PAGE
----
Amazon hosted a panel on their adaptation of the Garth Ennis-Darick Robertson series of graphic novels. It included this announcement from showrunner Eric Kripke: "Amazon, in a bold and historic push to expand their 'weirdo' demographic, has greenlit season three of The Boys."

As if to prove Kripke’s description, the accompanying trailer for the second season featured a horrifying scene involving The Boys, The Deep, a whale and a speedboat. The Boys returns Sept. 4.



Marvel’s Helstrom panel talked about horror in the real world — George Floyd, kids in cages, etc. — before getting into the show, which is of course a horror story. That seemed oddly appropriate, and I appreciated it.

Helstrom, which will premiere on Hulu Oct. 16 for 10 episodes, is a story “about good and evil, right and wrong,” as it was described by showrunner Paul Zbyszewski. The show adapts various  Marvel characters and series, so we comics fan already know more than the rest of the audience about what’s going on (which I’ll share).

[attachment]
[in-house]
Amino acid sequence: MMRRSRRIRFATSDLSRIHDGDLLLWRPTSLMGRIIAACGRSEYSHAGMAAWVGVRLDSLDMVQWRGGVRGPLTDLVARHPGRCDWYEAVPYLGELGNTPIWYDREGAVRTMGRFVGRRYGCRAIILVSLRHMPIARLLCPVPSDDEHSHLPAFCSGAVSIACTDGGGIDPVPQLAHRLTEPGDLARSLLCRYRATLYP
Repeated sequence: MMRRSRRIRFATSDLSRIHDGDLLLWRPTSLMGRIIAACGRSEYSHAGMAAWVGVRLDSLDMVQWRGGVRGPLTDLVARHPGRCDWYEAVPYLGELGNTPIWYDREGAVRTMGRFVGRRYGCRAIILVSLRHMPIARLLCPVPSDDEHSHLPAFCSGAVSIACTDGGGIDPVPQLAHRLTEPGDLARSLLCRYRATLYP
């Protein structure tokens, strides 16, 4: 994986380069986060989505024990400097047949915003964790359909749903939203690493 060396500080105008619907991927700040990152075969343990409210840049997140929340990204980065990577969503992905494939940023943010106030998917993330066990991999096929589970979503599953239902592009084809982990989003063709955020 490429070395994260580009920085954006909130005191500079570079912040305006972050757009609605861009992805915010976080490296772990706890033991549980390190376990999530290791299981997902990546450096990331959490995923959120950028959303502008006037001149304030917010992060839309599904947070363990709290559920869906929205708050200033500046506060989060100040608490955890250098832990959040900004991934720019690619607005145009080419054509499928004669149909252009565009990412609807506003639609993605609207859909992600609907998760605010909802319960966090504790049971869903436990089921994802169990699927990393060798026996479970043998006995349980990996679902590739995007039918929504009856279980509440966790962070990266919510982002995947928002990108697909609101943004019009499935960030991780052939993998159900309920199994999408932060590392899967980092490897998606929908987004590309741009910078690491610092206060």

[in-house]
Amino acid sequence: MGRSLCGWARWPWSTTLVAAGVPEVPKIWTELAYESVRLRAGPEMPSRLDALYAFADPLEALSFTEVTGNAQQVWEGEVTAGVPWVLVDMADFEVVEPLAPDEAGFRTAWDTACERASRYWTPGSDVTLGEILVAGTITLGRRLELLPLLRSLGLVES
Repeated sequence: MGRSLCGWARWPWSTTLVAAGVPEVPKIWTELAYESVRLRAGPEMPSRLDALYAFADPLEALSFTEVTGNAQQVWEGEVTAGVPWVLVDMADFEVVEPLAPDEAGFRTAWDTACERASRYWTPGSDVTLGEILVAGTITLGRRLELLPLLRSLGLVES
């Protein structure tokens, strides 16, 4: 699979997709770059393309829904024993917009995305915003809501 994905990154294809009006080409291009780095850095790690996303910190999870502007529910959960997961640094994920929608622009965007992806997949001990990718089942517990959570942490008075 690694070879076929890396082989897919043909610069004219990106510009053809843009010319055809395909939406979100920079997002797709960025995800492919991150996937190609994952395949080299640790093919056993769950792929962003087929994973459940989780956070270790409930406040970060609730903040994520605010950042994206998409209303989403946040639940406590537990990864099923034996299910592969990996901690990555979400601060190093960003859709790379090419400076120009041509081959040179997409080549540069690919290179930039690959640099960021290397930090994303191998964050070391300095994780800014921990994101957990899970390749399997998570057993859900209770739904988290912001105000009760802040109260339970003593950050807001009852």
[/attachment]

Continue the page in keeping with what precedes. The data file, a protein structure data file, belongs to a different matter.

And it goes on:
Helstrom stars Tom Austen as Daimon Helstrom and Sydney Lemmon as his sister Ana, children of a mysterious and powerful serial killer (it’s Satan! SATAAAAAN!) who have mysterious skills. (They’re HELLSTORM, THE SON OF SATAN and SATANA, SATAN’S DAUGHTER!) They hunt the worst of humanity, but evidently their agendas are going to diverge.

It’s not going to be pretty.



My word count is maxing out, so here’s some more news, as brief as I can make it:

  • Bill & Ted Face the Music has a release date: Sept. 1. The twist is that it will be available at select theaters (i.e., those that are open) and VOD at the same time.
  • Archer returns Sept 16, with Sterling awakening from his coma into a world where Cyril is buff, drinking on the job is banned and off-color humor is discouraged. (He may want to go back to sleep.)
  • DC Comics announced a 12-issue Rorschach maxiseries, coming Oct. 13. It takes place in the present, so we’re not talking original recipe Rorschach.
  • Everyone reading this should go online for trailers of what I didn’t have space to talk about, especially Apple’s For All Mankind Season 2, HBO’s His Dark Materials Season 2, Fox’s NEXT and Amazon’s Utopia.

Maybe all that will keep us busy until next year when, hopefully, we can all go back to San Diego!

Find Captain Comics by email (, on his website (, on Facebook (Andrew Alan Smith) or on Twitter (@CaptainComics).